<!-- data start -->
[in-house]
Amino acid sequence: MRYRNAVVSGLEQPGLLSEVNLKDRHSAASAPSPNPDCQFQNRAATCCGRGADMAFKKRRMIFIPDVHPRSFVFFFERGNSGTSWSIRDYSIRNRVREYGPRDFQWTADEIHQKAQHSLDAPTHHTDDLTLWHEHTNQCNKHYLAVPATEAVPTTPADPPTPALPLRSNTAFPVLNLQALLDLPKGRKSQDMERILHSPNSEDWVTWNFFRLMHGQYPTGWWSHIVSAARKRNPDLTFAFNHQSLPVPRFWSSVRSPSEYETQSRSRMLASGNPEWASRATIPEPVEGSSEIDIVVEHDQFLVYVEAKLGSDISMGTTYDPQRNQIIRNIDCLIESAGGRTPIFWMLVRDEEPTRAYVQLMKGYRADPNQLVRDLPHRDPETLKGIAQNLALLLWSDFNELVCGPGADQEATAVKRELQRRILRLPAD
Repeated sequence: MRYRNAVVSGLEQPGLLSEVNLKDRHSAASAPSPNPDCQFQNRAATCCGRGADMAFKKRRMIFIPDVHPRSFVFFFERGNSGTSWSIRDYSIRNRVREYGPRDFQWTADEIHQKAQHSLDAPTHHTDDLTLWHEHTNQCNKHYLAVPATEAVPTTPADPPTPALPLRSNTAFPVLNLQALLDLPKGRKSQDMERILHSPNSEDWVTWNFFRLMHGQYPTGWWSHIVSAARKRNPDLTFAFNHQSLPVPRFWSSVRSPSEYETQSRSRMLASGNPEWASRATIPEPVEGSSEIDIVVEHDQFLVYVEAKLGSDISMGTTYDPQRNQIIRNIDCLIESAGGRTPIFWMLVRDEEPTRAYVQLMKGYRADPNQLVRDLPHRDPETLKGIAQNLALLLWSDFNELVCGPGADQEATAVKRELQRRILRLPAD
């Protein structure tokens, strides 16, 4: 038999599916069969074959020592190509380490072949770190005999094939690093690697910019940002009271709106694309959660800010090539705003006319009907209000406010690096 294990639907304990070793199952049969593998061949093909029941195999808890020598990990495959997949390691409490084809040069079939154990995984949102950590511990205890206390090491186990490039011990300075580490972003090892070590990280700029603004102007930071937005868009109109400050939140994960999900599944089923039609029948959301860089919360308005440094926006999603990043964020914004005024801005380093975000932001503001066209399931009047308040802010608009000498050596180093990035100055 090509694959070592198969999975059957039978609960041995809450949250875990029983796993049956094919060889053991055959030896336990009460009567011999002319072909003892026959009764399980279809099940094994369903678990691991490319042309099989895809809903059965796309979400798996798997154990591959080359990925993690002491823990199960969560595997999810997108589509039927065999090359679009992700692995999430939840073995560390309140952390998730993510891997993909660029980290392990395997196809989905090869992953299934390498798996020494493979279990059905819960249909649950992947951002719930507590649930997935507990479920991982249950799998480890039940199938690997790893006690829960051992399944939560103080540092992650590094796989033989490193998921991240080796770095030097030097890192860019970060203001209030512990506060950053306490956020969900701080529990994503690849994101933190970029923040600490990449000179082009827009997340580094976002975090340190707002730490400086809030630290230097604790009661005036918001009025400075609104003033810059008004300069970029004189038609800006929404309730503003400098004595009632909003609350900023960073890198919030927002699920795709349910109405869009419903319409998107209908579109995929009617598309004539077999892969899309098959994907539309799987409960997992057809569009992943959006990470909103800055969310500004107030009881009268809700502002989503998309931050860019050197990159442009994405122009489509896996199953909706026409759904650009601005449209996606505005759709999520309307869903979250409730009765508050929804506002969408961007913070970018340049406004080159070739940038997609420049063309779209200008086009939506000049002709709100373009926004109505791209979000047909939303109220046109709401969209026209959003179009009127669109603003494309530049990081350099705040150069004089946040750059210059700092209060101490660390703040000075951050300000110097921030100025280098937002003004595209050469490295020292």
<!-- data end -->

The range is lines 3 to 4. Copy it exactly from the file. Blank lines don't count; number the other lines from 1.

Repeated sequence: MRYRNAVVSGLEQPGLLSEVNLKDRHSAASAPSPNPDCQFQNRAATCCGRGADMAFKKRRMIFIPDVHPRSFVFFFERGNSGTSWSIRDYSIRNRVREYGPRDFQWTADEIHQKAQHSLDAPTHHTDDLTLWHEHTNQCNKHYLAVPATEAVPTTPADPPTPALPLRSNTAFPVLNLQALLDLPKGRKSQDMERILHSPNSEDWVTWNFFRLMHGQYPTGWWSHIVSAARKRNPDLTFAFNHQSLPVPRFWSSVRSPSEYETQSRSRMLASGNPEWASRATIPEPVEGSSEIDIVVEHDQFLVYVEAKLGSDISMGTTYDPQRNQIIRNIDCLIESAGGRTPIFWMLVRDEEPTRAYVQLMKGYRADPNQLVRDLPHRDPETLKGIAQNLALLLWSDFNELVCGPGADQEATAVKRELQRRILRLPAD
């Protein structure tokens, strides 16, 4: 038999599916069969074959020592190509380490072949770190005999094939690093690697910019940002009271709106694309959660800010090539705003006319009907209000406010690096 294990639907304990070793199952049969593998061949093909029941195999808890020598990990495959997949390691409490084809040069079939154990995984949102950590511990205890206390090491186990490039011990300075580490972003090892070590990280700029603004102007930071937005868009109109400050939140994960999900599944089923039609029948959301860089919360308005440094926006999603990043964020914004005024801005380093975000932001503001066209399931009047308040802010608009000498050596180093990035100055 090509694959070592198969999975059957039978609960041995809450949250875990029983796993049956094919060889053991055959030896336990009460009567011999002319072909003892026959009764399980279809099940094994369903678990691991490319042309099989895809809903059965796309979400798996798997154990591959080359990925993690002491823990199960969560595997999810997108589509039927065999090359679009992700692995999430939840073995560390309140952390998730993510891997993909660029980290392990395997196809989905090869992953299934390498798996020494493979279990059905819960249909649950992947951002719930507590649930997935507990479920991982249950799998480890039940199938690997790893006690829960051992399944939560103080540092992650590094796989033989490193998921991240080796770095030097030097890192860019970060203001209030512990506060950053306490956020969900701080529990994503690849994101933190970029923040600490990449000179082009827009997340580094976002975090340190707002730490400086809030630290230097604790009661005036918001009025400075609104003033810059008004300069970029004189038609800006929404309730503003400098004595009632909003609350900023960073890198919030927002699920795709349910109405869009419903319409998107209908579109995929009617598309004539077999892969899309098959994907539309799987409960997992057809569009992943959006990470909103800055969310500004107030009881009268809700502002989503998309931050860019050197990159442009994405122009489509896996199953909706026409759904650009601005449209996606505005759709999520309307869903979250409730009765508050929804506002969408961007913070970018340049406004080159070739940038997609420049063309779209200008086009939506000049002709709100373009926004109505791209979000047909939303109220046109709401969209026209959003179009009127669109603003494309530049990081350099705040150069004089946040750059210059700092209060101490660390703040000075951050300000110097921030100025280098937002003004595209050469490295020292």